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Defense Federal Acquisition Regulation Supplement; Balance of Payments Program

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AGENCY:

Department of Defense (DoD).

ACTION:

Final rule.

SUMMARY:

DoD has issued a final rule amending the Defense Federal Acquisition Regulation Supplement (DFARS) to add policy pertaining to the Balance of Payments Program. The DFARS policy replaces Federal Acquisition Regulation (FAR) policy on this subject that is being eliminated. The Balance of Payments Program provides a preference for the acquisition of domestic supplies and construction material for use outside the United States.

EFFECTIVE DATE:

April 26, 2002.

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FOR FURTHER INFORMATION CONTACT:

Ms. Amy Williams, Defense Acquisition Regulations Council, OUSD(AT&L)DP(DAR), IMD 3C132, 3062 Defense Pentagon, Washington, DC 20301-3062. Telephone (703) 602-0328; facsimile (703) 602-0350. Please cite DFARS Case 2000-D020.

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SUPPLEMENTARY INFORMATION:

A. Background

This DFARS rule provides policy pertaining to the Balance of Payments Program to replace FAR policy on this subject that has been proposed for elimination (65 FR 54936, September 11, 2000). The Balance of Payments Program applies to contracts for supplies to be used, and construction to be performed, outside the United States. Although the DFARS already contained policy that implemented the Balance of Payments Program for acquisition of supplies for use outside the United States, DoD used the FAR policy for construction contracts performed outside the United States. This final rule adds DFARS policy for application of the Balance of Payments Program to construction contracts.

DoD published a proposed rule with request for comments at 66 FR 47155 on September 11, 2001. DoD also requested comments on the advisability of discontinuing application of the Balance of Payments Program to DoD construction contracts.

Seven sources submitted comments on the proposed rule. Four of the respondents expressed concerns regarding the potential impact of the rule on the American maritime industry. A summary of these comments and the DoD response is provided below:

  • Comment: The Balance of Payments Program should be applied to purchases at or below the simplified acquisition threshold.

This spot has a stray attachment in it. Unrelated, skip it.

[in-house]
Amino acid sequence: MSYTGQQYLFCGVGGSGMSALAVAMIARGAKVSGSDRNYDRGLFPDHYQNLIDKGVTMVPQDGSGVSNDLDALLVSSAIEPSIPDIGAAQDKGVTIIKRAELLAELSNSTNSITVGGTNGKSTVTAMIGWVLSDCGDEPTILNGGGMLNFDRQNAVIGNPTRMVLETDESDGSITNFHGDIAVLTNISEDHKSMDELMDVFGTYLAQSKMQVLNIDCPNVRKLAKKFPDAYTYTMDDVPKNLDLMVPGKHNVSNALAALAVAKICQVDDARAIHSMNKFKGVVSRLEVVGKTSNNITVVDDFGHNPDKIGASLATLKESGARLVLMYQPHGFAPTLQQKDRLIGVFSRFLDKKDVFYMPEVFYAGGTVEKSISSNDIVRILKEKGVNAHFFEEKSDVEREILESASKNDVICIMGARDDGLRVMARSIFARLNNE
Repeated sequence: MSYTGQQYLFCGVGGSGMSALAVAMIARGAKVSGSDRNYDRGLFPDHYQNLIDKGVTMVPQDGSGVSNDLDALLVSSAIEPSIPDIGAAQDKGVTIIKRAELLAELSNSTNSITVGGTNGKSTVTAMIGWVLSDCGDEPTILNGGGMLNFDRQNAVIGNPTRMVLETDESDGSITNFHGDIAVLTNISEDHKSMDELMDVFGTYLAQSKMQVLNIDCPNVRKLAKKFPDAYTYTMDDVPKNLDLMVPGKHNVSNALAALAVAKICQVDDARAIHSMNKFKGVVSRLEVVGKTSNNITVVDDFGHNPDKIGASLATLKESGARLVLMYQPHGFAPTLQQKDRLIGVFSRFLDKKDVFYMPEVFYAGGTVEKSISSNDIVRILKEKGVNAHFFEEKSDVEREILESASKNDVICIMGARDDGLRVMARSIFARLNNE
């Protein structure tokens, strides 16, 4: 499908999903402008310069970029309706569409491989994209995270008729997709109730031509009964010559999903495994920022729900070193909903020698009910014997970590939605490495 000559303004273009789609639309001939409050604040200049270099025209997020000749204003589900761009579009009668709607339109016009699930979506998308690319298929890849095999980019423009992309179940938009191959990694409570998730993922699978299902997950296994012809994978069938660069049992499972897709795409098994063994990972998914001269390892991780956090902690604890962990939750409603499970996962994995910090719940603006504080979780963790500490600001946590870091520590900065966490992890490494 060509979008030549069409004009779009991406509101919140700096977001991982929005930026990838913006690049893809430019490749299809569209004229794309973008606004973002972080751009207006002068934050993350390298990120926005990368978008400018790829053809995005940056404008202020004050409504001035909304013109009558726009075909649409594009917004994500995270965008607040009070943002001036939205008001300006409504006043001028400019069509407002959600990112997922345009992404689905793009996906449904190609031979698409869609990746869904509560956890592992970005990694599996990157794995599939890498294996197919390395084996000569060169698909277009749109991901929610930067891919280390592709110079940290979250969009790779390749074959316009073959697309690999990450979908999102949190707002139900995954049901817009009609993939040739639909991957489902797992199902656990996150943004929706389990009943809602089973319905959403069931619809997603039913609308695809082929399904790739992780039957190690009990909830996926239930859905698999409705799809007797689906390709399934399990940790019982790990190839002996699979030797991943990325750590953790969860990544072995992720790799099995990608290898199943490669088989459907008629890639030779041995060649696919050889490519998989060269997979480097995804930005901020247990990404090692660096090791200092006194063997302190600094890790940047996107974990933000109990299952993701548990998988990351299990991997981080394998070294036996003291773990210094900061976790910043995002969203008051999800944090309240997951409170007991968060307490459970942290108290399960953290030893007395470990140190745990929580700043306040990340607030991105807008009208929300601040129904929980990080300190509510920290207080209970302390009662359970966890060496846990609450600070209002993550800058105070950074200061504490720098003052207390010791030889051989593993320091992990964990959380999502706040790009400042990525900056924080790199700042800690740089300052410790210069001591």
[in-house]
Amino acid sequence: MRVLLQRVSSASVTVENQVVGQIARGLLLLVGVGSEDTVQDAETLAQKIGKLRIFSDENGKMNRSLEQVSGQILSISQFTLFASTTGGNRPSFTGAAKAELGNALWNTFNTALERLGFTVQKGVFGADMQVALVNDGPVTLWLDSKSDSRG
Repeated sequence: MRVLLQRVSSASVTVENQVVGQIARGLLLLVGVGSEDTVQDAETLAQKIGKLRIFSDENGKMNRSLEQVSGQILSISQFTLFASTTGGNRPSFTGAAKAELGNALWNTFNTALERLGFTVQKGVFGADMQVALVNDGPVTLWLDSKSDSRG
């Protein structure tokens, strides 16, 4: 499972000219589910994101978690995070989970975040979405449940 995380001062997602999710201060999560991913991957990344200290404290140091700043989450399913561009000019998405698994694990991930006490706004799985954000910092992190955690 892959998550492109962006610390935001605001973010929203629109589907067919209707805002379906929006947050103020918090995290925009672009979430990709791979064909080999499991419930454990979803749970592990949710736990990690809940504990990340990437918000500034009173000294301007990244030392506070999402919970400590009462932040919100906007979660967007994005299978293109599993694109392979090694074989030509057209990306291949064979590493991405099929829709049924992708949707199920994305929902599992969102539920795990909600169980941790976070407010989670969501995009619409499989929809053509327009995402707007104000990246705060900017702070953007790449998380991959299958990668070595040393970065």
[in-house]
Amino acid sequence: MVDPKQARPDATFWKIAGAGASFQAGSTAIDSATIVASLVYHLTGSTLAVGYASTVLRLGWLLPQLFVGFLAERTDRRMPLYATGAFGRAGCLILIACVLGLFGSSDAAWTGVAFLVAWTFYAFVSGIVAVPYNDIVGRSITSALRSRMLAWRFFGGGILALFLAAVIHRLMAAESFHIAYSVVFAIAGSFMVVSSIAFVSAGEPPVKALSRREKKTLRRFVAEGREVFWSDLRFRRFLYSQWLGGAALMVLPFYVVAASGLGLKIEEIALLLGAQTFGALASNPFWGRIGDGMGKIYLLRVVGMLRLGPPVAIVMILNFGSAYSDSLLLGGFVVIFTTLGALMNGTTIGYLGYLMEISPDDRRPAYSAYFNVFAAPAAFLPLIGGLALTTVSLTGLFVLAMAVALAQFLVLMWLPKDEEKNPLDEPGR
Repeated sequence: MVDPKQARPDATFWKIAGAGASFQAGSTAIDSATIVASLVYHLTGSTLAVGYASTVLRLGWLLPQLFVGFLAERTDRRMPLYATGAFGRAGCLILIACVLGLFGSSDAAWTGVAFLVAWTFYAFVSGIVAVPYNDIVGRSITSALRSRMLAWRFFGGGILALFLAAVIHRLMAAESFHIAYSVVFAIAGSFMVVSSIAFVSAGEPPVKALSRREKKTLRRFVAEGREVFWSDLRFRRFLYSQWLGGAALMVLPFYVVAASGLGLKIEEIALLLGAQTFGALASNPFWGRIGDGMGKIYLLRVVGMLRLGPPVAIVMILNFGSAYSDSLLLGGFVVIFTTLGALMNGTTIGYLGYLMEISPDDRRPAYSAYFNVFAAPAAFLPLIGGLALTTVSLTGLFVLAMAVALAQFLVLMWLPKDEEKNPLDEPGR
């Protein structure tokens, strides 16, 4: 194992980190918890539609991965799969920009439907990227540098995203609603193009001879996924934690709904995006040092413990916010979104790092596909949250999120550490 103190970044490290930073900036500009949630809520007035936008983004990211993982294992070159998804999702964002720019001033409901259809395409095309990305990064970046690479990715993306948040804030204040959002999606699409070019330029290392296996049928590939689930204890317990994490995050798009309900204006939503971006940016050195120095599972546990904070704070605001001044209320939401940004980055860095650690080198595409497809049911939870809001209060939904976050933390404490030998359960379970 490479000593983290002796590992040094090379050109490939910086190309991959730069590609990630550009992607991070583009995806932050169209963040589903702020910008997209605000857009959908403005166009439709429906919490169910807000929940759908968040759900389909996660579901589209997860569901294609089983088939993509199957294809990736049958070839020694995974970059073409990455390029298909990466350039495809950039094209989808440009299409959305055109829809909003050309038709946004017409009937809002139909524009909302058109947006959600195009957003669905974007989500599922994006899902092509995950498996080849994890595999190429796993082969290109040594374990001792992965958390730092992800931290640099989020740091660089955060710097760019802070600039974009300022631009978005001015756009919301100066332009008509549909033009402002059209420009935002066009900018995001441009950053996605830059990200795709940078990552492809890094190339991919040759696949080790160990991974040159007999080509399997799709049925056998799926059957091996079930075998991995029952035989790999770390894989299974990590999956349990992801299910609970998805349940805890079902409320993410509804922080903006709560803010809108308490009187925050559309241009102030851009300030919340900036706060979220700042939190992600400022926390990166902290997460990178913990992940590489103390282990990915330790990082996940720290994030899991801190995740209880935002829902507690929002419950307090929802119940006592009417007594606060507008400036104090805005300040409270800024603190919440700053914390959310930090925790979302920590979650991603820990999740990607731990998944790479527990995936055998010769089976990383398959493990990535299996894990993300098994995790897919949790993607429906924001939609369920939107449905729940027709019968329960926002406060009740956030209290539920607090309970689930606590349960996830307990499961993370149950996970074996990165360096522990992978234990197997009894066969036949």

DoD Response: Do not concur. The exception for purchases at or below the simplified acquisition threshold represents a continuation of the policy at FAR 25.303(a). DoD is not aware of any significant negative impact to domestic sources that has resulted from use of this exception.

  • Comment: DoD should eliminate the policy that permits a contracting officer to make a pre-solicitation determination that a requirement can be filled only by a foreign product.

DoD Response: Do not concur. The DFARS policy sufficiently identifies the situations where such a determination would be appropriate and, therefore, should not arbitrarily or adversely affect domestic sources.

  • Comment: The rule grants wide discretionary authority to contracting officers and agency heads to avoid implementing the Balance of Payments Program.

DoD Response: Do not concur. The authorities provided to contracting officers and agency heads are sufficiently defined to maintain proper compliance with the Balance of Payments Program.

  • Comment: The rule exempts “petroleum products” and “end items acquired for commissary resale” from the Balance of Payments Program. These product descriptions are too generic and should be considered for deletion.

DoD Response: Do not concur. These exemptions represent a continuation of the policy at FAR 25.303(d). DoD is not aware of any significant negative impact to domestic sources that has resulted from use of these exemptions.

Three respondents submitted comments regarding administrative aspects of the rule. A summary of these comments and the DoD response is provided below:

  • Comment: Any determination made by the contracting officer, that a requirement can best be filled by a foreign end product or construction material, and any determination made by the head of the agency, that it is not in the public interest to apply the restrictions of the Balance of Payments Program to an end product or construction material, should be in writing.

DoD Response: Do not concur. Although such determinations are frequently in writing, DoD does not consider it necessary to specify a requirement for a written determination. The policy at FAR 25.303, pertaining to similar determinations, does not specify that the determinations be in writing. DoD is not aware of any implementation problems that have resulted from use of the FAR policy.

  • Comment: The rule should clarify who has the authority to make the determination at 225.7501(a)(2)(ii), that a product or material can best be acquired in the geographic area concerned.

DoD Response: Concur. This paragraph has been moved to 225.7501(5)(ii) to clarify that the contracting officer has the authority to make this determination.

  • Comment: The contracting officer's determination made in accordance with 225.7501(a)(1), that a particular construction material is at or below the simplified acquisition threshold, will be reflected in the contract clause at 252.225-7044(b)(2), in the list of excepted construction materials. This could cause a conflict if the contracting officer determines the construction material to be above the simplified acquisition threshold, but the offeror determines the material to be at or below the threshold.